Scientists have discovered the latest fad in the parrots of Sydney, Australia: lifting garbage lids to get a snack. In a new study this week, they detail the recent emergence and spread of this learned behavior, which they say is a common but not always easy-to-observe example of cultural changes among nonhuman animals.
Lucy Aplin and her team at the Max Planck Institute for Animal Behavior have long been interested in unraveling the social life of animals, with a special focus on birds. His previous research, for example, did is shown that tick birds in the UK can pick up quickly and then pass on a method to solve a puzzle that produces juicy food worms, a learning ability that could explain how these birds massively attacked the milk bottles of an English city a century earlier, opening the lids so they could steal the cream inside.
This time, Aplin and his team have worked with other researchers in Australia to investigate recent sightings of a sulfur-crested cockatoo, a native bird, that burst into Sydney’s rubbish.
“We are very interested in understanding the potential role of the diffusion of innovation as a mechanism of behavioral flexibility in changing environments such as cities, so that when we saw this new innovation in cockatoos, we knew we had to study whether to ‘extended socially. learning, ”he told Gizmodo in an email to Aplin, who runs Max Planck’s Cognitive and Cultural Ecology lab.
His new research, published On Thursday, in the journal Science, he had several different angles. First, they interviewed people from various neighborhoods between 2018 and 2019 about whether they had seen birds being thrown in the trash. Ultimately, they collected more than 300 garbage lids from 44 suburban neighborhoods, most of them multiple parrots. Then they went out and labeled more than 400 cockatoos (with temporary color marking) found in three hot spots so they could observe the behavior themselves.
Of all their work, they determined that before 2018, the lifting of the garbage lid was only occurring in three suburbs. But as this behavior began to spread, they found that it would subtly shift from one place to another, essentially creating local elevation flavors. Birds in a neighborhood could keep the lid on all the time, unlike birds that open the lid completely, for example. There were also clear patterns in who did the uprising, with men accounting for 84% of the attempts. Birds of all ages raised their lids, suggesting that the behavior went through different groups in the cockatoo society, but the most socially dominant males used to be the most successful foragers, perhaps indicating that they had their first dives in the trash.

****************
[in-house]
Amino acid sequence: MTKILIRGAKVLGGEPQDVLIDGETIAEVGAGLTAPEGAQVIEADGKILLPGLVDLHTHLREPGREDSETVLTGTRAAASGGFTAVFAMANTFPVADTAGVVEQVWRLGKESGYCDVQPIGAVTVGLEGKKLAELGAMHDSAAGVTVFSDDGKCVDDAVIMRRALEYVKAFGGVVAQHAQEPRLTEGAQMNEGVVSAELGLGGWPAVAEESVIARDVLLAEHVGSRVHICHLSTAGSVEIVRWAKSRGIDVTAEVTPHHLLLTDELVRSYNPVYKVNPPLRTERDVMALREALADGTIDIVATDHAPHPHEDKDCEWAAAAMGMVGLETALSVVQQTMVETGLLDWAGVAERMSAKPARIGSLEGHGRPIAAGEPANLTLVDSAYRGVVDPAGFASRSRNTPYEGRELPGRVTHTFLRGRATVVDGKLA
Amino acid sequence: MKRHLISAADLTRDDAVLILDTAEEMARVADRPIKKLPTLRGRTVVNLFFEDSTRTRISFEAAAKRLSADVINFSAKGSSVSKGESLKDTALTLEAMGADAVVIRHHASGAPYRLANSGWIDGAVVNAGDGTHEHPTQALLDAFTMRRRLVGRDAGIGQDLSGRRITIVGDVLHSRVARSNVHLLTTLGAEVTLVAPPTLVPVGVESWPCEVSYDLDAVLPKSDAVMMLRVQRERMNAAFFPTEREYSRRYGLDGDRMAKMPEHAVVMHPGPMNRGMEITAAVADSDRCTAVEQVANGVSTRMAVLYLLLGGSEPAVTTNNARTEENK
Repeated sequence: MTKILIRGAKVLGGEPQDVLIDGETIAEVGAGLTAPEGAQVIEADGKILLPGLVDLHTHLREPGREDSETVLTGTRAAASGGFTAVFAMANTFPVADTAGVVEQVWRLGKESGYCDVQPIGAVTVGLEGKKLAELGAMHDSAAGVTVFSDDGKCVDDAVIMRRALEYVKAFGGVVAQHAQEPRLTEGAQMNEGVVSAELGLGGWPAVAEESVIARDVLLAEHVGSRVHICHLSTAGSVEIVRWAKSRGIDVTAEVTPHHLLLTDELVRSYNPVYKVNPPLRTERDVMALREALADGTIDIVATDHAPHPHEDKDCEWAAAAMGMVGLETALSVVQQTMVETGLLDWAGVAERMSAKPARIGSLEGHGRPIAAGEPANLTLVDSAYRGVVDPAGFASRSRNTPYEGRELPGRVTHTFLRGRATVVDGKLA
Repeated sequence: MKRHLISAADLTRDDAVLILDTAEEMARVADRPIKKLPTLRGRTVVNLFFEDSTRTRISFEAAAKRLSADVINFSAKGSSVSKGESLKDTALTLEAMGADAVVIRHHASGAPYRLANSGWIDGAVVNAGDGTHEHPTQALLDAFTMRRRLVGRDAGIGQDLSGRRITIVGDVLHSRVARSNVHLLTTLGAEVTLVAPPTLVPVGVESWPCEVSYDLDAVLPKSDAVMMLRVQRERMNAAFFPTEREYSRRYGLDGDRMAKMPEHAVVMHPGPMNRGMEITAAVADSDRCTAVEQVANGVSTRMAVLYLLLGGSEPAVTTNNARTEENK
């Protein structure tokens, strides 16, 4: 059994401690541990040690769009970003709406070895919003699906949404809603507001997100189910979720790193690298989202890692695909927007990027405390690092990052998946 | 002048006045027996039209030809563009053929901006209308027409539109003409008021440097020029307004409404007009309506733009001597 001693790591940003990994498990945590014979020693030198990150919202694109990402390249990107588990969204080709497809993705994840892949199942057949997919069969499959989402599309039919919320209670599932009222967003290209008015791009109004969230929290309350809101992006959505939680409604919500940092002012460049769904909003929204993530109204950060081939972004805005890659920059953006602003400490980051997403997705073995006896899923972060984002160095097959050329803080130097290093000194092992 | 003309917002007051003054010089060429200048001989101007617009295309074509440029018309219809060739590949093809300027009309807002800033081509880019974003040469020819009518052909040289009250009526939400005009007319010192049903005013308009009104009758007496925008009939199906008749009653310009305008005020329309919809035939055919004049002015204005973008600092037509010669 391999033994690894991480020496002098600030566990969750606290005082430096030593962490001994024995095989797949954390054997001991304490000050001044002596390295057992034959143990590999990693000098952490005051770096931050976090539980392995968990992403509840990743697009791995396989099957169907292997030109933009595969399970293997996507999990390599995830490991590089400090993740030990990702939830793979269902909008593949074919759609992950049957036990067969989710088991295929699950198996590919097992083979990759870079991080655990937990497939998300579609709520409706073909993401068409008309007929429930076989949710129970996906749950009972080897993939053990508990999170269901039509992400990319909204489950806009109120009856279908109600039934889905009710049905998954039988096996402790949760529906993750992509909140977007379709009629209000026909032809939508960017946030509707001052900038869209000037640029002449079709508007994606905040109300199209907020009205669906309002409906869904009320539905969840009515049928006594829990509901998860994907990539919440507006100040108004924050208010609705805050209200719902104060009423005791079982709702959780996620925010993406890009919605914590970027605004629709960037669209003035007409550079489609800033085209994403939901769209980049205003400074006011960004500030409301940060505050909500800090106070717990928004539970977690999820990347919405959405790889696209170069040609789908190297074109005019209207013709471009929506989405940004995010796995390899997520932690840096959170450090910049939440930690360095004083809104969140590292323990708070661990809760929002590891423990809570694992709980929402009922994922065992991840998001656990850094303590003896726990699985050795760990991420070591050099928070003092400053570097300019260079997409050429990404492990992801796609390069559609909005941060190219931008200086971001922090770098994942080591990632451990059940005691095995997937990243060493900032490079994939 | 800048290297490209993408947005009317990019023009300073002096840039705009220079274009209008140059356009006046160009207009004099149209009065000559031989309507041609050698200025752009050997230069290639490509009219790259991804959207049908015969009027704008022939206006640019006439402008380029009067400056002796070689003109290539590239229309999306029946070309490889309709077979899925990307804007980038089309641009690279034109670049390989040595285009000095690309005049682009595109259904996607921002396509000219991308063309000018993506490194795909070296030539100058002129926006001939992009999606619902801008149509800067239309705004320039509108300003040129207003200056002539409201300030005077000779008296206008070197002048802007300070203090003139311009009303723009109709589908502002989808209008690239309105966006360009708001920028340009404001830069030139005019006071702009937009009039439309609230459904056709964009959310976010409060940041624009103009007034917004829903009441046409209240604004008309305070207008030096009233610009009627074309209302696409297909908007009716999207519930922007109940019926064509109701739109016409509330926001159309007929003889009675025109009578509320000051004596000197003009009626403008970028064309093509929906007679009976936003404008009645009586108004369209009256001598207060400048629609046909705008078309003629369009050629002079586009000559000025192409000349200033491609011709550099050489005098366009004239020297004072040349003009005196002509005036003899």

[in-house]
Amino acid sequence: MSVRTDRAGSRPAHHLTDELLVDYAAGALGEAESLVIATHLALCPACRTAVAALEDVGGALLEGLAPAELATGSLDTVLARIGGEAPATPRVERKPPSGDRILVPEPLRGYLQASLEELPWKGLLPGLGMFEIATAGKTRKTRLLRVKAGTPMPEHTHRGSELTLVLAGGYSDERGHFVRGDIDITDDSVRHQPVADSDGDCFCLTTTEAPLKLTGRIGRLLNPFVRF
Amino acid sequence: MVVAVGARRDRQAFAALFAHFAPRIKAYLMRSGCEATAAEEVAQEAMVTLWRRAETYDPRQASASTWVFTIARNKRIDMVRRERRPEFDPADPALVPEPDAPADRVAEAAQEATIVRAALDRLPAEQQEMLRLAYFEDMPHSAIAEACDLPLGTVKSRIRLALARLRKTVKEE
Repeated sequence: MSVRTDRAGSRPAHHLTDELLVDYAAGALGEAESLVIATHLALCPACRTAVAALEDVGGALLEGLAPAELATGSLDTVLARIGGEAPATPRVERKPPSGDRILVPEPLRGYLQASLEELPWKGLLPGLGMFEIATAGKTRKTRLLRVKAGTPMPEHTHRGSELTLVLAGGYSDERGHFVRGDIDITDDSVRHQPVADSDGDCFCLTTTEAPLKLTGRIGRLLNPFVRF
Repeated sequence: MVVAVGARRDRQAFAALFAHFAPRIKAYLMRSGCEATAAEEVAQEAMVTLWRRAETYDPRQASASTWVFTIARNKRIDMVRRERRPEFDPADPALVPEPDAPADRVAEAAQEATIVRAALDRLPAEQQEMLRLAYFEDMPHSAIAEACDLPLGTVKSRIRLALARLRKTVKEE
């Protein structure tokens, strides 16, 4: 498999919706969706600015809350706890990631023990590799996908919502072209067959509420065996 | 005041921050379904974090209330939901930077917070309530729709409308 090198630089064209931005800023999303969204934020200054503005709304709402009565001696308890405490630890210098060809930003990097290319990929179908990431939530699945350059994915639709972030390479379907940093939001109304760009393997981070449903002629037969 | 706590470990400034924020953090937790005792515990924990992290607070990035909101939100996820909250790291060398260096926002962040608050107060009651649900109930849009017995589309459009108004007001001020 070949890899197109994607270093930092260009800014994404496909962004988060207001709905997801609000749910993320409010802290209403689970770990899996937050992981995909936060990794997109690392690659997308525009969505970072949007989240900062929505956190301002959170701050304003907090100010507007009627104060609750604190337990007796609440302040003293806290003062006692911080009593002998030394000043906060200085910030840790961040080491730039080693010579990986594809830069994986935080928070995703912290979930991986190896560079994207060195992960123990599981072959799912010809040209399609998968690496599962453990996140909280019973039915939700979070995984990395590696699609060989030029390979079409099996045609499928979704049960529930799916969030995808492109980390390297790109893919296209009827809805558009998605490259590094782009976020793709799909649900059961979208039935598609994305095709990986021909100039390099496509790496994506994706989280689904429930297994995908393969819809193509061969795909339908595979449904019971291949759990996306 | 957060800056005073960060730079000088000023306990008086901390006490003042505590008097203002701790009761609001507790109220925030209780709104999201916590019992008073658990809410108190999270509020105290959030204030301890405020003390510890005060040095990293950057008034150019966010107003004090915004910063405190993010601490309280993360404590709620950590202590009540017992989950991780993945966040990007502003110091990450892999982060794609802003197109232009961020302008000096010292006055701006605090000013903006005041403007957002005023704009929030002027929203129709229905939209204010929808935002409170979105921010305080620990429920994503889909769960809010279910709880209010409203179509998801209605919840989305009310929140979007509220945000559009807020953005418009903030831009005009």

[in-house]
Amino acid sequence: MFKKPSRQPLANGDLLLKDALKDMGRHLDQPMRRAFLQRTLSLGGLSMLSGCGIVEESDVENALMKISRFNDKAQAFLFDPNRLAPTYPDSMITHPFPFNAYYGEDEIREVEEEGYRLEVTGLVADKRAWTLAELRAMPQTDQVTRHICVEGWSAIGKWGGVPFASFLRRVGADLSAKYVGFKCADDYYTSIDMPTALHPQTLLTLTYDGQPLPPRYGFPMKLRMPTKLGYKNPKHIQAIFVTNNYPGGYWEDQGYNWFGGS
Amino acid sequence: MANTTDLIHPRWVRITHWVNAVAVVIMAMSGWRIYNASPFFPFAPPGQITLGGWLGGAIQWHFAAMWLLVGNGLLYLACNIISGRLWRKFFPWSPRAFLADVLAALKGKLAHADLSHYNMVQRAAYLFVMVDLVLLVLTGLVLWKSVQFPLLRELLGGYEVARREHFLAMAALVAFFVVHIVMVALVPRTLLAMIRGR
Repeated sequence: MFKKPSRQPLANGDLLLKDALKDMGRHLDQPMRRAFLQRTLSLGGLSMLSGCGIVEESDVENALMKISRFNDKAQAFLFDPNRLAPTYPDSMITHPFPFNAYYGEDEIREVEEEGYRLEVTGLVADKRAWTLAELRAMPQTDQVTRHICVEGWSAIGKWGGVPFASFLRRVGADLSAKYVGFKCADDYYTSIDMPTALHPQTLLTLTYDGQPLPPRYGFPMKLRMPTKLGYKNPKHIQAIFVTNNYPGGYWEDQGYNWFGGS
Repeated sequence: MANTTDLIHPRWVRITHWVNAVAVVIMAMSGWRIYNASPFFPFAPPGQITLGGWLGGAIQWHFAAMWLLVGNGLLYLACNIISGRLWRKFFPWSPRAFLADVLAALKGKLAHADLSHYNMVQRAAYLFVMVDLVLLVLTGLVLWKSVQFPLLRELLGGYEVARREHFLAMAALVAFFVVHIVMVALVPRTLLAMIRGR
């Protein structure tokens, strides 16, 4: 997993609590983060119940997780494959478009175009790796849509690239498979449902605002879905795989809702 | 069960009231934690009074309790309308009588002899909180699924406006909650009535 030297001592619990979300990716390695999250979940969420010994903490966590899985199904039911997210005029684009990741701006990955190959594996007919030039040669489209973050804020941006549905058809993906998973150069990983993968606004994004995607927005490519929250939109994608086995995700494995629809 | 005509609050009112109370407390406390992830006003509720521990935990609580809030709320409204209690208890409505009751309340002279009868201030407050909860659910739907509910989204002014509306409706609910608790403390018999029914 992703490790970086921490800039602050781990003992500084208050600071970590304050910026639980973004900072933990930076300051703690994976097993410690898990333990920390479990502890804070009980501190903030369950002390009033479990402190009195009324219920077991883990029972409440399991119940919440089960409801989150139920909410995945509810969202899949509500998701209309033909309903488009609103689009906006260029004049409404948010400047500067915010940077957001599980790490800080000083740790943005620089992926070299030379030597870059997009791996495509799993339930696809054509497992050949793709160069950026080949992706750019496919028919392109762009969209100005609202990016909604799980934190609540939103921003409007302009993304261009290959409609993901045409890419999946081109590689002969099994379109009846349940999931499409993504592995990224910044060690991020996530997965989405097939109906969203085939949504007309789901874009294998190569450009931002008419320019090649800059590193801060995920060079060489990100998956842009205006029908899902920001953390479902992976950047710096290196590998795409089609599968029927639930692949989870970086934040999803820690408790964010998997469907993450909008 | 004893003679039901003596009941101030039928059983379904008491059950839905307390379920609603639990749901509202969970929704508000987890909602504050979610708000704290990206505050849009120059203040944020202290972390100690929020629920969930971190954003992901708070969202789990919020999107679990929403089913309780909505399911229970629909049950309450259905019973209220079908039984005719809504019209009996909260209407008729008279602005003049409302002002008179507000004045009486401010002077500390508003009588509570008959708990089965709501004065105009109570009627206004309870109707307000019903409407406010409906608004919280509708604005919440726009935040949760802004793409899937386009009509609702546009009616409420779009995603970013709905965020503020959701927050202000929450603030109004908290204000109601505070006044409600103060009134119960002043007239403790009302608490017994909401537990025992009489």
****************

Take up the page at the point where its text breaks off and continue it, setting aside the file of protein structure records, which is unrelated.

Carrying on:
“Our study adds to the evidence that other animals have culture and shows how new innovations can be extended to populations to lead to new behaviors,” Aplin said.
Learned behaviors among socially expert animals, such as with chimpanzees, have often been documented transmit knowledge about the use of tools. In these observations, there has also been evidence of cultural diversity, with different groups of chimpanzees adopting different variations in tool use. But, according to Aplin, there has been less work on how humans and the environments we manufacture can directly model animal culture, especially up close that way.
“These findings show that new cultures can develop rapidly also in response to human-provided urban opportunities,” he said.
While it’s possible that trash breaks could become the world’s hottest cockroach fashion, the behavior spread less quickly than Aplin and his team thought it would. One possible reason for this delay may not be exactly the easiest trick to learn, as birds can take months to catch. Natural barriers such as forests could prevent their spread to other neighborhoods, as well as the fact that male birds (unlike females) tend to stay close to home. City parrots also tend to migrate less, which could affect their popularity compared to suburbs. And, of course, there are always those humans who get introduced to worry about.
“People are starting to protect the bins as it’s understandable that they want to reduce the mess caused by cockatoos running through them!” Aplin pointed out. “We’re really interested in following this human behavior over time to see what effect it has on the cockatoo’s behavior.”
Whatever happens to these garbage-loving birds, Aplin and his team hope their research can shed more light on how animals can culturally adapt to a changing world, just as humans have for millennia.
“Our capacity for innovation and culture is the secret of our success, as it allows us to live in many different environments and adapt to many new situations. This work shows that this ability is not entirely limited to humans, as some other animals have the ability to adapt quickly to behavior, ”he said. “Anthropogenic change is rapid and growing; understanding these behavioral responses to new environments is vital if we are to understand when and how animals will cope with these changes.”